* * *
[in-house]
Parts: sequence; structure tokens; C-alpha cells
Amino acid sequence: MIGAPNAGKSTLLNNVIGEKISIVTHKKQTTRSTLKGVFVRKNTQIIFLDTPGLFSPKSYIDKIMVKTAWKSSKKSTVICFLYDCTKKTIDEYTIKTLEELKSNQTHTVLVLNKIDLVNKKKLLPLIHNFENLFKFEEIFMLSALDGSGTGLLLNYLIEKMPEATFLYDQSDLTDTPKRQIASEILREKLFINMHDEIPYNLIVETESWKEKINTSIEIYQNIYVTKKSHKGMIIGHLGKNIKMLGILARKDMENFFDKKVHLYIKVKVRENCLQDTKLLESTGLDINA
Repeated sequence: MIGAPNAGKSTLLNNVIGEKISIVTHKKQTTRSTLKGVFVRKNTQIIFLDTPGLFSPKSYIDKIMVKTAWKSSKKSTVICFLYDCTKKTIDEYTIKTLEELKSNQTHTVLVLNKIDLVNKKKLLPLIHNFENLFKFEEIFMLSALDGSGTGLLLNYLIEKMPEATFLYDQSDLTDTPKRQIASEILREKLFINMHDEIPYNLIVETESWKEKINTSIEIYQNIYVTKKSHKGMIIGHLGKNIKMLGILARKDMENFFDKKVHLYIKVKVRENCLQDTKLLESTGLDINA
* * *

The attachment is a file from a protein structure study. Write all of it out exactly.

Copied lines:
[in-house]
Parts: sequence; structure tokens; C-alpha cells
Amino acid sequence: MIGAPNAGKSTLLNNVIGEKISIVTHKKQTTRSTLKGVFVRKNTQIIFLDTPGLFSPKSYIDKIMVKTAWKSSKKSTVICFLYDCTKKTIDEYTIKTLEELKSNQTHTVLVLNKIDLVNKKKLLPLIHNFENLFKFEEIFMLSALDGSGTGLLLNYLIEKMPEATFLYDQSDLTDTPKRQIASEILREKLFINMHDEIPYNLIVETESWKEKINTSIEIYQNIYVTKKSHKGMIIGHLGKNIKMLGILARKDMENFFDKKVHLYIKVKVRENCLQDTKLLESTGLDINA
Repeated sequence: MIGAPNAGKSTLLNNVIGEKISIVTHKKQTTRSTLKGVFVRKNTQIIFLDTPGLFSPKSYIDKIMVKTAWKSSKKSTVICFLYDCTKKTIDEYTIKTLEELKSNQTHTVLVLNKIDLVNKKKLLPLIHNFENLFKFEEIFMLSALDGSGTGLLLNYLIEKMPEATFLYDQSDLTDTPKRQIASEILREKLFINMHDEIPYNLIVETESWKEKINTSIEIYQNIYVTKKSHKGMIIGHLGKNIKMLGILARKDMENFFDKKVHLYIKVKVRENCLQDTKLLESTGLDINA